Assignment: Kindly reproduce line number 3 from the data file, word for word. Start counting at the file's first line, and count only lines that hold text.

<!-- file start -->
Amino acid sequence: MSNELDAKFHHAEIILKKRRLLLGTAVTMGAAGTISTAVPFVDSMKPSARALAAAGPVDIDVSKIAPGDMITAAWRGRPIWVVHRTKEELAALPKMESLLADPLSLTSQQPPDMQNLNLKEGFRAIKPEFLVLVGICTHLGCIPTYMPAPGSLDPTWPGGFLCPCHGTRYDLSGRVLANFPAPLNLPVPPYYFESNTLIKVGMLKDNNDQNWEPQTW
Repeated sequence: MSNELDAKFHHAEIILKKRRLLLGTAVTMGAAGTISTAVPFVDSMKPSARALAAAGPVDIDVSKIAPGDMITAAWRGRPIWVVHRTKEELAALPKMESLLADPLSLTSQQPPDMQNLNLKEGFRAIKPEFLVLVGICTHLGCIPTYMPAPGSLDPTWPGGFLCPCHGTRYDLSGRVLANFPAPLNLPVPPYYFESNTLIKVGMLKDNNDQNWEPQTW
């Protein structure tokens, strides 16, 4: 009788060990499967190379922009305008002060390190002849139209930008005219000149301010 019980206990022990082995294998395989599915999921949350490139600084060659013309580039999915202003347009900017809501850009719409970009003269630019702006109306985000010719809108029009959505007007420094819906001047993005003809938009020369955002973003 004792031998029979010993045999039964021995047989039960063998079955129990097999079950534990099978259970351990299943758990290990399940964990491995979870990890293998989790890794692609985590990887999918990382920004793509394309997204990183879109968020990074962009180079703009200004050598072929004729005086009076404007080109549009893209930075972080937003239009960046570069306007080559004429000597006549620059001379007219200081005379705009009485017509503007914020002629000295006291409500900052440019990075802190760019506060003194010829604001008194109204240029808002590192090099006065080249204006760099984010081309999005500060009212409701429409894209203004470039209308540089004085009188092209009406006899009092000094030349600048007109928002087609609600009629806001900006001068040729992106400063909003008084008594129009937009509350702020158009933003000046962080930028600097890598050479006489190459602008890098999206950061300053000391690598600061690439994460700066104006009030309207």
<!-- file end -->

């Protein structure tokens, strides 16, 4: 009788060990499967190379922009305008002060390190002849139209930008005219000149301010 019980206990022990082995294998395989599915999921949350490139600084060659013309580039999915202003347009900017809501850009719409970009003269630019702006109306985000010719809108029009959505007007420094819906001047993005003809938009020369955002973003 004792031998029979010993045999039964021995047989039960063998079955129990097999079950534990099978259970351990299943758990290990399940964990491995979870990890293998989790890794692609985590990887999918990382920004793509394309997204990183879109968020990074962009180079703009200004050598072929004729005086009076404007080109549009893209930075972080937003239009960046570069306007080559004429000597006549620059001379007219200081005379705009009485017509503007914020002629000295006291409500900052440019990075802190760019506060003194010829604001008194109204240029808002590192090099006065080249204006760099984010081309999005500060009212409701429409894209203004470039209308540089004085009188092209009406006899009092000094030349600048007109928002087609609600009629806001900006001068040729992106400063909003008084008594129009937009509350702020158009933003000046962080930028600097890598050479006489190459602008890098999206950061300053000391690598600061690439994460700066104006009030309207």